Every sweep, brush and stroke of the mop becomes an opportunity to develop Saddha (faith) and gratitude that in turn invites other beautiful mental ingredients to generate wholesome (kusala) states (just cause and effect). This shift also leaves bare the judgements and expectations one may have, leave them ready to be studied, and by doing this, one may also see the many things we have taken for granted.  Maybe it's time for 'us foreigners' to come, support and care more directly for the gift that our Burmese Brothers and Sisters have nurtured for millennia, we can do it all together and it is happening, let’s care for our beloved Teacher’s Gift!

Goodness is bound to come."

Wednesday, 10 June 2015

The Bye Bye Sayadaw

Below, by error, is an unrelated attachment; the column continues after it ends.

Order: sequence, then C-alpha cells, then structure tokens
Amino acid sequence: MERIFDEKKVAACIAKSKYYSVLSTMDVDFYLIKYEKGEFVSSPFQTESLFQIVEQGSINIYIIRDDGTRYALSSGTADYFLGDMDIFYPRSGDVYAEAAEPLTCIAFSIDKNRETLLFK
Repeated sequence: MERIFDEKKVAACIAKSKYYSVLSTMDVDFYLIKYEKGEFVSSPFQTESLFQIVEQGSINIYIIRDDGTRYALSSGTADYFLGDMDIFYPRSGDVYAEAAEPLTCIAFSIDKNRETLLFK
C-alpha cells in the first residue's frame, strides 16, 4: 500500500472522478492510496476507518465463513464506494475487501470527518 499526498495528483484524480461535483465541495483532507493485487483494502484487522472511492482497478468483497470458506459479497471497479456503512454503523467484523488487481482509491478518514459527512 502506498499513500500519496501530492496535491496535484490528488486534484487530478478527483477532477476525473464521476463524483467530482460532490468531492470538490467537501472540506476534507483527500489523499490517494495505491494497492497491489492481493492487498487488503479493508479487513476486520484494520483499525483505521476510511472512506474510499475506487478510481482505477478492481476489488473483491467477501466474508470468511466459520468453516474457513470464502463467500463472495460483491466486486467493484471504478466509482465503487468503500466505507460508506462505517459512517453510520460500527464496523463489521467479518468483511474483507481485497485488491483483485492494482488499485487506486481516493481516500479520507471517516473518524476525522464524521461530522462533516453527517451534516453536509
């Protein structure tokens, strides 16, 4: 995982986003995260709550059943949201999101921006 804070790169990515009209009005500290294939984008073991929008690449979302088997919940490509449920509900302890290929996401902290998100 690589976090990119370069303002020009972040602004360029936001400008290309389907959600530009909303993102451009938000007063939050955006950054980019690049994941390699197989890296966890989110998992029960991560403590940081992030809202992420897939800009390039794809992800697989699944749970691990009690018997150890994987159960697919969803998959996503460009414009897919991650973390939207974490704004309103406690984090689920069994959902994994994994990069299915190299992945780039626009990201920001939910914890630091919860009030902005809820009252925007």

For foreigners unaccustomed to the style of Burmese names, it can be confusing to understand the best way to refer to a monk, as well as to keep track of the different names used to reference a single person. It is most polite within Burmese society to use an honorific prefix before the name when referring to people. Burmese people-- including lays-- may also be known to change names more often than in other cultures. While it is not common to do so upon marriage (since family names are usually not employed), one may do so in order to change one’s luck. Then, ordination gives the aspirant a new Pali name. This is also the case for monks who reach a high level of renown, when their formal Pali name becomes superseded by the name of a place or region in which they achieved their attainments or spent extended periods of time. Indeed, at that point, it is usually considered slightly inappropriate to use their Pali-given name because it sound too personal for a monk who has become so venerated. There is no set point at which the monk’s name formally changes from the Pali name to one that includes the site or regional inference, but rather it is an organic process conferred by the followers and other monks. In such cases, many devotees who come later may never learn the name of the monk at all.